Terri Brown-Davidson’s Comments

What I love about poetry is that it becomes, through language, an entry point into what may have never been expressed before. The act of moving into the previously unexpressed, for either the poet or the reader, isn’t always pleasurable. The pleasure is to be located in the beauty of the language, the surface series of linguistic “shocks” or “charges” that give rise to the poem. But the content itself may be off-putting, as unfamiliar content tends to be. In terms of the psychology of content, I’m always excited by exploring states that I don’t often read about or haven’t read about in the ways I try to frame them. Thus I crave an exploration of our shadow lives in poetry, especially women’s shadow lives: menstruation, madness, despair, pharmacologically altered states of being, the strange states of transcendence we immerse ourselves in as we age. We tend to put mental fences or barriers around these states; I know I’ve actually encountered poets and fiction writers who’ve told me, bluntly, “No: don’t write about that subject. You can’t.” But why? Frequently these “forbidden subjects” may themselves provide the blueprint for our essence, our humanity. I’m a bright person (as in “light-filled”) who loves creating a particular and fully realized (if possible) species of darkness in my work. This paradox, though, isn’t unique to me, though I often hear that it is. The exploration of shadow areas is the boldest act we can engage in as artists.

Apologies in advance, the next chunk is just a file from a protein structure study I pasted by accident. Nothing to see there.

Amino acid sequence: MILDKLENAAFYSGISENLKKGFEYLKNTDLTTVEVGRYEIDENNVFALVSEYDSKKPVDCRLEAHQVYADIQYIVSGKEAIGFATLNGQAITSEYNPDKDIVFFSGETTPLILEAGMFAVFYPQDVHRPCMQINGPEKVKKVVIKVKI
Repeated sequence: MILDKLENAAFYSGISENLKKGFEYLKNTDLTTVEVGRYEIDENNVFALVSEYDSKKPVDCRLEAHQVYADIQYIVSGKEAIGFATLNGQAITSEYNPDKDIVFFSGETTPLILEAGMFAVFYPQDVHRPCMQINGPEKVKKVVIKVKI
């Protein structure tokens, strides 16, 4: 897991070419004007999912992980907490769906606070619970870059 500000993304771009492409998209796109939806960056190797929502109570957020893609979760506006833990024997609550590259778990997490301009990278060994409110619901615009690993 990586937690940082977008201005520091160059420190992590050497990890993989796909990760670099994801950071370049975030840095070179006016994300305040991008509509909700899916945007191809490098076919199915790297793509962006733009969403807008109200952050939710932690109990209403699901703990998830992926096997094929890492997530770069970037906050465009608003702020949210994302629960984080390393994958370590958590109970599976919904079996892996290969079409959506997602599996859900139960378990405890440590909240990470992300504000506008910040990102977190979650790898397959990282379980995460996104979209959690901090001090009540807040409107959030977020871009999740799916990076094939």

“The agreeable,” though, is what many laypeople crave in terms of an aesthetic experience, because “the beautiful” isn’t as easily pleasurable, involving an intensity nearly harrowing in its power.

I savor that intensity, though. Don’t you?



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